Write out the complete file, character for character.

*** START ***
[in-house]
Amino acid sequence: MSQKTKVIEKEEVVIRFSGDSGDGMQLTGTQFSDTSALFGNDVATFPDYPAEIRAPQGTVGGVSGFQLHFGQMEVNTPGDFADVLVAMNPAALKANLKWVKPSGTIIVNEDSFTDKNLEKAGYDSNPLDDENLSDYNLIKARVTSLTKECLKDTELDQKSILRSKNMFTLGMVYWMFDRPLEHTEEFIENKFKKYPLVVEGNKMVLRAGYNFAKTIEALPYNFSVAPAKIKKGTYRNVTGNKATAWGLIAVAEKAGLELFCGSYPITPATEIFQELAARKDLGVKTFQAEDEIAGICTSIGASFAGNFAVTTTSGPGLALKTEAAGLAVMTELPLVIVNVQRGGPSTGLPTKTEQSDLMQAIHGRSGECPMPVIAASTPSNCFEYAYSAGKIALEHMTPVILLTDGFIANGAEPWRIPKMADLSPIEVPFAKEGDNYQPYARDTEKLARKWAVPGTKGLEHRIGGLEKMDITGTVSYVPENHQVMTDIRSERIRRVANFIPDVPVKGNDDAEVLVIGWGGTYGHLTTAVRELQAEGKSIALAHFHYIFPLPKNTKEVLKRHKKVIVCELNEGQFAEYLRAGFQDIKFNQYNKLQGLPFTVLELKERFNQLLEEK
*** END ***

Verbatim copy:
[in-house]
Amino acid sequence: MSQKTKVIEKEEVVIRFSGDSGDGMQLTGTQFSDTSALFGNDVATFPDYPAEIRAPQGTVGGVSGFQLHFGQMEVNTPGDFADVLVAMNPAALKANLKWVKPSGTIIVNEDSFTDKNLEKAGYDSNPLDDENLSDYNLIKARVTSLTKECLKDTELDQKSILRSKNMFTLGMVYWMFDRPLEHTEEFIENKFKKYPLVVEGNKMVLRAGYNFAKTIEALPYNFSVAPAKIKKGTYRNVTGNKATAWGLIAVAEKAGLELFCGSYPITPATEIFQELAARKDLGVKTFQAEDEIAGICTSIGASFAGNFAVTTTSGPGLALKTEAAGLAVMTELPLVIVNVQRGGPSTGLPTKTEQSDLMQAIHGRSGECPMPVIAASTPSNCFEYAYSAGKIALEHMTPVILLTDGFIANGAEPWRIPKMADLSPIEVPFAKEGDNYQPYARDTEKLARKWAVPGTKGLEHRIGGLEKMDITGTVSYVPENHQVMTDIRSERIRRVANFIPDVPVKGNDDAEVLVIGWGGTYGHLTTAVRELQAEGKSIALAHFHYIFPLPKNTKEVLKRHKKVIVCELNEGQFAEYLRAGFQDIKFNQYNKLQGLPFTVLELKERFNQLLEEK